Recently, investigators have focused on several new potential mediators of insulin resistance including the cytokine tumor necrosis factor (TNF)-α, the anti-obesity hormone leptin, and adipose-derived resistin, adiponectin, and free fatty acids (10,11). Among these candidates, TNF-α and leptin are known to be produced in the placenta and therefore could play a central role in insulin resistance during pregnancy (12–14). Although increased circulating TNF-α levels have been associated with insulin resistance in obesity, aging, sepsis, muscle damage, and preeclamptic pregnancy, reports of change in levels during normal pregnancy and GDM are equivocal (15–22). Furthermore, because TNF-α is synthesized and secreted from the placenta and adipose tissue, the origin of circulating levels during pregnancy remains largely unknown. Leptin was first identified as a product of the ob gene in adipose tissue and is thought to regulate energy balance through central hypothalamic pathways, but it may also play a role in insulin resistance by promoting lipid oxidation and inhibiting lipid synthesis (23–25). There are several reports of increased circulating leptin during pregnancy, due in part to placental secretion (13,14,26).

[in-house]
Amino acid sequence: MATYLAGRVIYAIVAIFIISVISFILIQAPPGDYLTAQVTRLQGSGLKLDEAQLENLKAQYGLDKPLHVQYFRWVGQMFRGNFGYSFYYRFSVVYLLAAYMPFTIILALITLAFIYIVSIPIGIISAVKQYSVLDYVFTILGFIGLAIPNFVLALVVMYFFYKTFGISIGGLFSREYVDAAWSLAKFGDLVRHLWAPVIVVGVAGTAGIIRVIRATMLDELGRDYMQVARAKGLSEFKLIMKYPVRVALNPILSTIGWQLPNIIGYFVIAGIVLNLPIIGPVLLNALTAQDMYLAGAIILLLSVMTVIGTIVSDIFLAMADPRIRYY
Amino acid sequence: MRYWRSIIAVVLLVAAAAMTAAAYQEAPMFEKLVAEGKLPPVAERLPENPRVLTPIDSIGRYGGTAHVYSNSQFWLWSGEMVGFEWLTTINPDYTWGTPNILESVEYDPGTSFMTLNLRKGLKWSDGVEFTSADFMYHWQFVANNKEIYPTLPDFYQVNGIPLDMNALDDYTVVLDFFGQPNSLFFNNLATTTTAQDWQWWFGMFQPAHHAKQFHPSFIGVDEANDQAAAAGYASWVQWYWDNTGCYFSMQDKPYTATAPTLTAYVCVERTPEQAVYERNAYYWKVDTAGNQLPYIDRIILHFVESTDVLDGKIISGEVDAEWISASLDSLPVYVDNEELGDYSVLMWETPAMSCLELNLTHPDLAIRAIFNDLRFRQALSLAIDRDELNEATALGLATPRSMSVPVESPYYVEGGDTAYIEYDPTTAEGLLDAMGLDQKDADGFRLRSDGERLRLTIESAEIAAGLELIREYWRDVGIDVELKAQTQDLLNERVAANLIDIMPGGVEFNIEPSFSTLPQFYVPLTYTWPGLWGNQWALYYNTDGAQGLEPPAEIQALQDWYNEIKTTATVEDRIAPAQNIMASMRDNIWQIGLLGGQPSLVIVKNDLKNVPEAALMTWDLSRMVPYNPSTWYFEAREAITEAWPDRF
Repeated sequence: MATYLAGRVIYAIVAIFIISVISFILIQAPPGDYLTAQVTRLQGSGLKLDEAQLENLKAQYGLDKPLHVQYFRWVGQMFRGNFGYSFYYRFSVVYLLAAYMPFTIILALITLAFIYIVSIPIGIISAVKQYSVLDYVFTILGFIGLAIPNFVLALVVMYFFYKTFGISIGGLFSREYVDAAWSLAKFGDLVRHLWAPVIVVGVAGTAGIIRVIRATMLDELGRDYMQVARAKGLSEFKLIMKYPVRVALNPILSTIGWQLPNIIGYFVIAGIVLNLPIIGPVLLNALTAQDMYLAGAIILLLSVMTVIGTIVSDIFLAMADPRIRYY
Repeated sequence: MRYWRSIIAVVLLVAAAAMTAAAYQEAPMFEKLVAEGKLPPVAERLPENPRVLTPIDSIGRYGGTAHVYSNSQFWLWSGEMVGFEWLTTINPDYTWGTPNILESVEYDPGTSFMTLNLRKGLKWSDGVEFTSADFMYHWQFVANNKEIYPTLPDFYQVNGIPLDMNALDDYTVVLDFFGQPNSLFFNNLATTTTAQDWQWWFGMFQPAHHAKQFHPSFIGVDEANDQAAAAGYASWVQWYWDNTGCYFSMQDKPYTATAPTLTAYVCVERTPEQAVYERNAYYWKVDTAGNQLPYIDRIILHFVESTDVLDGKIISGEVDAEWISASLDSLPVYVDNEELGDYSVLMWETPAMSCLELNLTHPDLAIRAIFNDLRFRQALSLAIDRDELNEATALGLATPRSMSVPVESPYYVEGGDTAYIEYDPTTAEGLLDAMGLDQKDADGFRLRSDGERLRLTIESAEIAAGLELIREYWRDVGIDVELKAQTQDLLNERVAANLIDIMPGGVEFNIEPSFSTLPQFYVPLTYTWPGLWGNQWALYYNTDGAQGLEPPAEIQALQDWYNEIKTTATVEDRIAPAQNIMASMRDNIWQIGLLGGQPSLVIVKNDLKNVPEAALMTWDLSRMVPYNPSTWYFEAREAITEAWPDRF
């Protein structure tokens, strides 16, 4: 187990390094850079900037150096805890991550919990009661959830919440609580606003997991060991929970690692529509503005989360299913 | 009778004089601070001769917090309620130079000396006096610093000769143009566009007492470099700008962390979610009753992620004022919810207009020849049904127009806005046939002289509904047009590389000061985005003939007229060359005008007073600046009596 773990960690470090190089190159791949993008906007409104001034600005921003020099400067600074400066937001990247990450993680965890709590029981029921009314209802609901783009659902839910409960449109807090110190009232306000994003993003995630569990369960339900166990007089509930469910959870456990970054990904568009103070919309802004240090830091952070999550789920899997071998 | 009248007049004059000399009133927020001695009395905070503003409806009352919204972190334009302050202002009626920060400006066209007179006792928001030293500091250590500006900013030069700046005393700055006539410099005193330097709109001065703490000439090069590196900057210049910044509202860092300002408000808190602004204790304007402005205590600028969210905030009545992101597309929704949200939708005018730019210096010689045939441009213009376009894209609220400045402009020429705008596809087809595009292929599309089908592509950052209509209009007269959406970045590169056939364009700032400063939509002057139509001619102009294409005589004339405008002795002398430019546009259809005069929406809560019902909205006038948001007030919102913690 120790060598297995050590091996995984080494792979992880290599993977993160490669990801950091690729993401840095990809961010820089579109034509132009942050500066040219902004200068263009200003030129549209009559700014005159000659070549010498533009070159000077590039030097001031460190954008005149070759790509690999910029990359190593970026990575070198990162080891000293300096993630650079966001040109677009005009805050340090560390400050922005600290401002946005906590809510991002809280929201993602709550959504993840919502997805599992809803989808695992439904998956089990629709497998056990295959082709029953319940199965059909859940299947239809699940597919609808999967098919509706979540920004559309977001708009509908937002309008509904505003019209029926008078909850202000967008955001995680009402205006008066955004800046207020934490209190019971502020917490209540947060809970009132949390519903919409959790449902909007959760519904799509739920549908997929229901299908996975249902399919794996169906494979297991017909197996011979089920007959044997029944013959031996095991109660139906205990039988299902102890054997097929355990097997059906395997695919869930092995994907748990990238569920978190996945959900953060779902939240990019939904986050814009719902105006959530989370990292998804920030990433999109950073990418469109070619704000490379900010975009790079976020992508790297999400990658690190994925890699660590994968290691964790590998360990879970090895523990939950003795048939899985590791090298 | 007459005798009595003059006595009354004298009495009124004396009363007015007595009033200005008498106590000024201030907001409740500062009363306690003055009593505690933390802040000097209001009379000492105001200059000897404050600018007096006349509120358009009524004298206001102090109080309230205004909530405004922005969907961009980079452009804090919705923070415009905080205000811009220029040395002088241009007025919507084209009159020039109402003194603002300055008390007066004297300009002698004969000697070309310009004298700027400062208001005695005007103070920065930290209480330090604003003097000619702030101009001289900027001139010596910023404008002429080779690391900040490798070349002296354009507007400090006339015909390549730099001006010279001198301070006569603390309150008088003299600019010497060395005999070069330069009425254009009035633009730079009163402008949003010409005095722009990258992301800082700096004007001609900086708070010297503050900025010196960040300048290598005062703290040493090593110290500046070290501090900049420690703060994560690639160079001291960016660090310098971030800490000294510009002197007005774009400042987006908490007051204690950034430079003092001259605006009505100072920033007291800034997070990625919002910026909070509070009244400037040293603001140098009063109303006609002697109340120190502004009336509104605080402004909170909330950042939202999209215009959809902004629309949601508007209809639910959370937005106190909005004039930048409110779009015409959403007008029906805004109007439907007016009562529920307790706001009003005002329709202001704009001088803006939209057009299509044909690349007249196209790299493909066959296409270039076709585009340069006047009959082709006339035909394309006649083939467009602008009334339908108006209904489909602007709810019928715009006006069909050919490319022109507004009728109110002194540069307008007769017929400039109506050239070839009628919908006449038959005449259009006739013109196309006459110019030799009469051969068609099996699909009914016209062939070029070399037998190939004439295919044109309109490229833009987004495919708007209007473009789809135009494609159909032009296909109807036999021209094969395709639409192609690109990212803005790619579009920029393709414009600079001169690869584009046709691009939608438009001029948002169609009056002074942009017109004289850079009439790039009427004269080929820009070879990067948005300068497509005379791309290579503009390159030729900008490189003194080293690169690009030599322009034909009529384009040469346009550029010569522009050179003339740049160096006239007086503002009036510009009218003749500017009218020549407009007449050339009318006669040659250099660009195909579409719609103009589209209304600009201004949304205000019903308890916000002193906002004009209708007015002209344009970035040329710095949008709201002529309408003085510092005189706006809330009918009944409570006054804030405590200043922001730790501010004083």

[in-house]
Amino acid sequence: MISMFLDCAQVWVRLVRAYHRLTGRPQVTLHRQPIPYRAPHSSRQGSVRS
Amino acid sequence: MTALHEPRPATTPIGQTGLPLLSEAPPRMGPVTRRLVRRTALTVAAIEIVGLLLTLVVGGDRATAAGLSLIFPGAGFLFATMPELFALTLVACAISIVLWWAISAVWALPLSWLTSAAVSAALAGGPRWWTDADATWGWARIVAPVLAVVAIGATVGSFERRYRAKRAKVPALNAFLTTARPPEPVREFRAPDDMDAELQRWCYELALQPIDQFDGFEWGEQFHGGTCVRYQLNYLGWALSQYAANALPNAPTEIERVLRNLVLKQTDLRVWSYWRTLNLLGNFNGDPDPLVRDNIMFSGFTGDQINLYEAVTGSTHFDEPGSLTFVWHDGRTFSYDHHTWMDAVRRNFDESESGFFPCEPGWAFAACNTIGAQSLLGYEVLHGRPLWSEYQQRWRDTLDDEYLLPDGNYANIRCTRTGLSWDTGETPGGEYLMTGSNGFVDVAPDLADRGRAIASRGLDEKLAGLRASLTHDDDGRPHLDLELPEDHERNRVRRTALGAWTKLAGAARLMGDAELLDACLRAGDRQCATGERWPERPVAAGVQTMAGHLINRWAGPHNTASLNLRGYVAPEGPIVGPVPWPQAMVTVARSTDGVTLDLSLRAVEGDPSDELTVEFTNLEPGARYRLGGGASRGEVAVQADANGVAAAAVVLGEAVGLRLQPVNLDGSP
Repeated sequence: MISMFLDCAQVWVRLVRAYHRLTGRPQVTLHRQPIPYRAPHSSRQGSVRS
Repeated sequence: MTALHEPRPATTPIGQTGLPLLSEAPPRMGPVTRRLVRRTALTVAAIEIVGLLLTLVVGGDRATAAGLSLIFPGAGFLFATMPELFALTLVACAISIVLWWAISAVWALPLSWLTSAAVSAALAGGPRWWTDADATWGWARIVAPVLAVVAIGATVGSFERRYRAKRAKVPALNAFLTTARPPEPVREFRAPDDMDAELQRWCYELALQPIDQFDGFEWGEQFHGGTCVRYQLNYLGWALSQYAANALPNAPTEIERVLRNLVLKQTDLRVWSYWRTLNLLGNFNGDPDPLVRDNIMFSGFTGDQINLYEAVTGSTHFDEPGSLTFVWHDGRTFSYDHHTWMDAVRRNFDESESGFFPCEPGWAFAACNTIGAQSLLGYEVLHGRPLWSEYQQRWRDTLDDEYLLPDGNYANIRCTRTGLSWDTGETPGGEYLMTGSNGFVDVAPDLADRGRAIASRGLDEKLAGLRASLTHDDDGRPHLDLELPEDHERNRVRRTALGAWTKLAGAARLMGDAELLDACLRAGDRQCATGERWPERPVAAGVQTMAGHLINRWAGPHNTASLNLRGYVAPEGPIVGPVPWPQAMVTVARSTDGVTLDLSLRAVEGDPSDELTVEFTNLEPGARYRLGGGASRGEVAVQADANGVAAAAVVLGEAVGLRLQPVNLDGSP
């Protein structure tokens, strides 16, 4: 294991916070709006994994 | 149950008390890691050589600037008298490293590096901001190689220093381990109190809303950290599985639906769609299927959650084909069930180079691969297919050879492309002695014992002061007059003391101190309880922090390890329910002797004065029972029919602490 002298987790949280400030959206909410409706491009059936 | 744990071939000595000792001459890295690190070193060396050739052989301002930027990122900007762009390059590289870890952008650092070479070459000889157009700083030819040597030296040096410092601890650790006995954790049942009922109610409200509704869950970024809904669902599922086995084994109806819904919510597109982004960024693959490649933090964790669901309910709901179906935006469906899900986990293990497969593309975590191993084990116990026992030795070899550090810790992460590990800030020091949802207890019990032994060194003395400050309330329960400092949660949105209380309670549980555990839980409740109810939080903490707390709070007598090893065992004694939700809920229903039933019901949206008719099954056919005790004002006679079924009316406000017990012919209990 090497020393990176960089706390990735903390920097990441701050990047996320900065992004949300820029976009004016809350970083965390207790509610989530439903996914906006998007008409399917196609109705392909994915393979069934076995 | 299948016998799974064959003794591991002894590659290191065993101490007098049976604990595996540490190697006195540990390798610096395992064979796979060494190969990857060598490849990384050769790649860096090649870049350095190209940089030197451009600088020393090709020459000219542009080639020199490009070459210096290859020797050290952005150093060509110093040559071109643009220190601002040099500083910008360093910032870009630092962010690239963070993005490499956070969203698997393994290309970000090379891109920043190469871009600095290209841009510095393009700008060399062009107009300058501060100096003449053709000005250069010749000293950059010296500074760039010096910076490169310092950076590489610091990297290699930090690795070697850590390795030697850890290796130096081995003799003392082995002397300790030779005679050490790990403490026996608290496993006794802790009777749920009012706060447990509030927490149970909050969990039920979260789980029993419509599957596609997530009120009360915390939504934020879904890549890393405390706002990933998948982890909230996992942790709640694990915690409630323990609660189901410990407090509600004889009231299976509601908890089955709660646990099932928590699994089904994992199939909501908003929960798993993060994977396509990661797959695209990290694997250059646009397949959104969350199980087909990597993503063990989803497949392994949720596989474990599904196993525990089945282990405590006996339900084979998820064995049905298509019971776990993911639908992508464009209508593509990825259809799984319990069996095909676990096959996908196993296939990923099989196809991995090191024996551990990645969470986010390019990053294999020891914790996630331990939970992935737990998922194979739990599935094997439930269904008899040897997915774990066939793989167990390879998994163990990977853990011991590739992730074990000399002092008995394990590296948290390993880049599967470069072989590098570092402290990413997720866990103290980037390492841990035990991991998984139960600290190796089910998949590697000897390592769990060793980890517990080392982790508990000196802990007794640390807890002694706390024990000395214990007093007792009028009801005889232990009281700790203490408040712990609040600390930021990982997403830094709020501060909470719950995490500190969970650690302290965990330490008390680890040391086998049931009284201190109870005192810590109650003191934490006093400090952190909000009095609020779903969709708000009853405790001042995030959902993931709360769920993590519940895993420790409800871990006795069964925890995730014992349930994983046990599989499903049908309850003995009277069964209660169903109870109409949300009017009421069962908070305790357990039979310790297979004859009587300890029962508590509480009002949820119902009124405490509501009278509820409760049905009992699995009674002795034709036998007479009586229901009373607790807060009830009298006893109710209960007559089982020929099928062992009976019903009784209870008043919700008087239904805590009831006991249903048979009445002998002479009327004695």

The primary purpose of this prospective study was to relate the longitudinal changes in concentrations of reproductive hormones (HPL, progesterone, human chorionic gonadotropin [hCG], prolactin, and estradiol), TNF-α, leptin, and cortisol with the corresponding changes in maternal insulin sensitivity as measured by the euglycemic-hyperinsulinemic clamp. To further elucidate the role of TNF-α as a mediator of maternal insulin resistance, we examined the placenta as a potential contributing source of maternal circulating TNF-α using the dual perfusion model of human placental cotyledon.
RESEARCH DESIGN AND METHODS
Fifteen women (10 with normal glucose tolerance [NGT] and 5 who developed GDM) volunteered to participate in the longitudinal evaluation of insulin sensitivity during pregnancy (Table 1). These subjects are a subset of a larger study examining insulin sensitivity (5,27). Euglycemic-hyperinsulinemic clamps, fasting blood samples, and body composition measurements were performed on each subject, on three occasions: pregravid and during both early (12–14 weeks) and late (34–36 weeks) pregnancy. The women with GDM had abnormal glucose tolerance during the third trimester according to the criteria of Carpenter and Coustan (28). The protocol was approved by the Institutional Review Board for Human Subjects, and all volunteers signed an informed consent form in accordance with the MetroHealth Medical Center guidelines for the protection of human subjects.
Body composition was determined by hydrostatic weighing and total body water using a two-compartment model according to the method described by Catalano et al. (29). Height was measured without shoes to the nearest 1.0 cm, and body weight was measured to the nearest 0.1 kg.